Jan de Bont had worked on many films prior to his directing debut with Speed. From Die Hard to Lethal Weapon 3, this prolific cinematographer made a name for himself well before sitting in the director's chair. After watching Speed it was safe to say that his transition to director was inspired; though to be fair he hasn't worked on another project since that that has been as prolific.
Parodied and referenced so many times in the past twelve years it's easy to say that Speed has become a cult classic. The film did wonders for the careers of Keanu Reeves and really put Sandra Bullock on the map. It has also found its way into the hearts of action fans and remains popular to this day. The concept may be simple and downright hokey at times but it's presented in such a way that it remains fun throughout.
Even if you haven't seen the movie you most likely know all about the story. There's a bus with a bomb on it and it can't go below 50 mph or else it will blow up. That's basically it. Granted there is more depth to the plot than just that but there's truly nothing that gets really fleshed out. This is a straight forward shut-your-brain-off-and-enjoy-the-ride movie that proves to be entertaining from start to finish.
Keanu Reeves stars as maverick LAPD officer Jack Traven who soon finds himself having one of the worst days of his life this side of Jack Bauer. At the start of the film Jack and his partner Harry (Jeff Daniels) respond to a hostage situation where a lunatic with a bomb is threatening to blow up some passengers in an elevator. While the rest of their squad is sent to strategic locations Harry and Jack have the daunting task of attempting to defuse the bomb. Things go sour quickly but in the end they corner the bomber and save the victims.
Shortly thereafter we learn that the bomber, Howard Payne (Dennis Hopper), is still alive and free as a bird. He gets Jack's attention via an exploding bus and tells him that another will blow up unless he gets $3.7 million. This sends LAPD's craziest cop on a mad rush to find bus 2525 before it hits 50 mph because that sets the bomb. Naturally there wouldn't be much of a movie if they didn't so before long it's bombs away down the freeway and Jack is the only one who has a chance to save these people's lives.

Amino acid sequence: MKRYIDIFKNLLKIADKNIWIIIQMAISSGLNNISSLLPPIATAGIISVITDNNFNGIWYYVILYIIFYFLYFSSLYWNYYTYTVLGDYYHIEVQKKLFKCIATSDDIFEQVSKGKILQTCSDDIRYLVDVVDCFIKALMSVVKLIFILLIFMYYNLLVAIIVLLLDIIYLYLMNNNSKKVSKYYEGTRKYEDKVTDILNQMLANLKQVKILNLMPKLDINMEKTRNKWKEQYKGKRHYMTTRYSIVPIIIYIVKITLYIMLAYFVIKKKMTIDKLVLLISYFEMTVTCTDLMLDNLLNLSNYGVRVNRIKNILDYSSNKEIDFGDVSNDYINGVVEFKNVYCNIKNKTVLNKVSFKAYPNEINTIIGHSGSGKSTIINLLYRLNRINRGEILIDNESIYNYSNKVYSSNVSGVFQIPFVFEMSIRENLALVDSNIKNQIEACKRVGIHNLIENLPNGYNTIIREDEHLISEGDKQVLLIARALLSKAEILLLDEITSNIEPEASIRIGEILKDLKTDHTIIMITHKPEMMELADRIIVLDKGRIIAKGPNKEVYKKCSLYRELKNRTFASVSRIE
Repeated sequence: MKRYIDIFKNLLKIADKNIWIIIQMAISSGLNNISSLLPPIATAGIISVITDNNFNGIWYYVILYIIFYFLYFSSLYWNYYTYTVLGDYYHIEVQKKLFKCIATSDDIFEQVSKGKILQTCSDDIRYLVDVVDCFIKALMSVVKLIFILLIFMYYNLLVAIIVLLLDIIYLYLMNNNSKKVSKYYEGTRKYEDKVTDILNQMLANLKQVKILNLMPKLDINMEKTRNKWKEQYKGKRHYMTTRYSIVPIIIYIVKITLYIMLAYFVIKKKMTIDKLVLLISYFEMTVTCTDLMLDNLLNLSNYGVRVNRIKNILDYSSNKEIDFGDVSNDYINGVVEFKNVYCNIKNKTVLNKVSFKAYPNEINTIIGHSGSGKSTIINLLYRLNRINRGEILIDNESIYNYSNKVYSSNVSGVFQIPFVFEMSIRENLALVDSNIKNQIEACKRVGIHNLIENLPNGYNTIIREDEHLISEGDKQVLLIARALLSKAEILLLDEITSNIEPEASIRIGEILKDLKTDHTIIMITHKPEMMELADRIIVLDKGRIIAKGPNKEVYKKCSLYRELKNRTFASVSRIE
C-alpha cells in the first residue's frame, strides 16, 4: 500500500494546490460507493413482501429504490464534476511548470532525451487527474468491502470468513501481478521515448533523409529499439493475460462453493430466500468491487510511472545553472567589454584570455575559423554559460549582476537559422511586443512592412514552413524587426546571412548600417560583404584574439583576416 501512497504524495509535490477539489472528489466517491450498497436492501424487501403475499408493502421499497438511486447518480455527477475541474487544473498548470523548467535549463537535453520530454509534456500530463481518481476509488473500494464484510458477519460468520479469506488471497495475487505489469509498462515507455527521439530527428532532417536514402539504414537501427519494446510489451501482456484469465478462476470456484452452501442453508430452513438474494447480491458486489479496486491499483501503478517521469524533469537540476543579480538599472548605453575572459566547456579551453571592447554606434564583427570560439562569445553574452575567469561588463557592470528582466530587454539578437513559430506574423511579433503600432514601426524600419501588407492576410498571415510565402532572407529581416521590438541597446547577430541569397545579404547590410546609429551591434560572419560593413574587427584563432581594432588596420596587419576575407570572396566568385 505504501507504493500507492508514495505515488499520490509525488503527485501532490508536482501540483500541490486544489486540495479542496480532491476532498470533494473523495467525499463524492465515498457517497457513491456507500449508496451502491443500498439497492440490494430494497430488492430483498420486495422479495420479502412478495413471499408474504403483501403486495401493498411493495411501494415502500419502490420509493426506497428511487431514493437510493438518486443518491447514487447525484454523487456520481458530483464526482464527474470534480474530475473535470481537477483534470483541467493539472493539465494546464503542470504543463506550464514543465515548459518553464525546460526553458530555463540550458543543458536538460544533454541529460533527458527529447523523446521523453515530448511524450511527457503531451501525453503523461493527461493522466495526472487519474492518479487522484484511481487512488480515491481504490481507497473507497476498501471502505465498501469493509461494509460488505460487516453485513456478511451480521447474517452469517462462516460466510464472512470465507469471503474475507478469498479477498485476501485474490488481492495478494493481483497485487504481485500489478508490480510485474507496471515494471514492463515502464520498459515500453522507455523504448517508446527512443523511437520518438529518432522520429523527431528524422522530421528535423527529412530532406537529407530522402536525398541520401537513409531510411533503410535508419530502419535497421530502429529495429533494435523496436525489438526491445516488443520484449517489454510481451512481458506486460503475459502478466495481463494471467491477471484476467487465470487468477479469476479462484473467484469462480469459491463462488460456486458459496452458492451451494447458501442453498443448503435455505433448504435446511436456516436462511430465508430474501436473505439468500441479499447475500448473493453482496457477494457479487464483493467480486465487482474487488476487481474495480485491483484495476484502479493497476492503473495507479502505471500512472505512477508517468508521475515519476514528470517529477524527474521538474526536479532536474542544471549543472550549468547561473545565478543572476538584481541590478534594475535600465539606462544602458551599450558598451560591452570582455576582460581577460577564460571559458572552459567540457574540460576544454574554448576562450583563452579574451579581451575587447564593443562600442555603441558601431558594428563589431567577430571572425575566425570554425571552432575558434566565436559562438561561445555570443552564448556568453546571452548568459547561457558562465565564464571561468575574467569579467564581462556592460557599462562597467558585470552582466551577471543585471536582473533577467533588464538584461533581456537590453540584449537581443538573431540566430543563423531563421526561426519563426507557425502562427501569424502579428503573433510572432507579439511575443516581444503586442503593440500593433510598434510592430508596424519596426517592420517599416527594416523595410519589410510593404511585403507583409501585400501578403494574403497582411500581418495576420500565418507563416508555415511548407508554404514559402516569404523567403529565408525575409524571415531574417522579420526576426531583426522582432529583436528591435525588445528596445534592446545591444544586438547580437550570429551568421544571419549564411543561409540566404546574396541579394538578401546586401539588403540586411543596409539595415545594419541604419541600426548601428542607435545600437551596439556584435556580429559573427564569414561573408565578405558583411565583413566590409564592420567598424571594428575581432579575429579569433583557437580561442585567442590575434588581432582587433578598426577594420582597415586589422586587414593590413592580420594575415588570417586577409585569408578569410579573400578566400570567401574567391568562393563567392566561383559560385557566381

Things go from bad to worse once the driver gets shot and Annie (Bullock) has to take the wheel. Across lanes of traffic, through downtown, and eventually onto a section of highway that hasn't been finished yet, so many things are tossed in the path of these users of public transportation that it gets ridiculous. The entire time the villain watches on rooting to see the inevitable explosion and hoping to receive his payout.
Throughout the film there are many scenes that impress with wild sequences involving the bus careening through red lights, school children, and baby carriages . These moments are compounded by Jack attempting to maneuver under the bus to disarm the explosive. The pacing of the film will keep you on the edge of your seat from the moment it begins to the final scenes. Unfortunately the film's ending felt rather anti-climactic to me but such is the case when the plot is extended beyond its boundaries. I don't want to give details away in the off chance that you haven't seen it but let's just leave it at the film should have ended with the bus.
Another little gripe that I had with Speed had to do with character development. Because there is so much action going on at all times insight into Howard's past, Jack's rationale, and Annie's feelings kind of get pushed aside. It doesn't truly affect enjoyment of the film but a little more depth could have gone a long way to making it more than just a fun action romp.